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Trade controls and non-proliferation: compliance costs, drivers and challenges a

  • Daniel Salisbury
Abstract

The private sector clearly has an increasingly important and well-defined role to play in slowing the flow of technology and preventing the provision of enabling services to states pursuing Weapons of Mass Destruction (WMD) and destabilising military capabilities. Exporters of proliferation-sensitive technology are frequently targeted by Iran and other countries. These countries are highly dependent on technology from the international market place to sustain their WMD and military programmes. Compliance with export controls only goes someway to ensuring that proliferation is prevented; a form of “over-compliance” is required to ensure that goods are not transferred to programmes of concern. This paper uses a significant quantity of primary data to consider the costs of compliance and over-compliance, the drivers for such processes, and the relationship between the national authority and firms and how this could be improved.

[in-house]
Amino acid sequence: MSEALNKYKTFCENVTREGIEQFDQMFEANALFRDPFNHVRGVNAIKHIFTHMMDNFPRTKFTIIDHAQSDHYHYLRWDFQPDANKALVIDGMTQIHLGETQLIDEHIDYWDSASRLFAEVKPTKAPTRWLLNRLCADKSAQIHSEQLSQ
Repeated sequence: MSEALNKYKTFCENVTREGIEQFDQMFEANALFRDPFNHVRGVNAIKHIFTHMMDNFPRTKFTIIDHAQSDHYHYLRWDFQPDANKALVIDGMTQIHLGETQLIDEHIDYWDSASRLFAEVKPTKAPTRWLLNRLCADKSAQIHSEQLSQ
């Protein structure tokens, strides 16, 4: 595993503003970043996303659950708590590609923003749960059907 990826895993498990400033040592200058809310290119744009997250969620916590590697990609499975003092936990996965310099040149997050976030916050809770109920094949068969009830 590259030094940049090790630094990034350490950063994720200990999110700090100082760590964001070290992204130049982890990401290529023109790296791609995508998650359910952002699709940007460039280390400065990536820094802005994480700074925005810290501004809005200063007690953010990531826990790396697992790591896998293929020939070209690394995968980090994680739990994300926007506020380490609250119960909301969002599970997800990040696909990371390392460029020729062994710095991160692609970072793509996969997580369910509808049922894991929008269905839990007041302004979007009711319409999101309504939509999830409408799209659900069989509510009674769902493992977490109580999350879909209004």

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Corresponding author
Centre for Science and Security Studies, Department of War Studies, King's College London, Strand, London, WC2R 1HH, UK, e-mail: Daniel.b.salisbury@kcl.ac.uk
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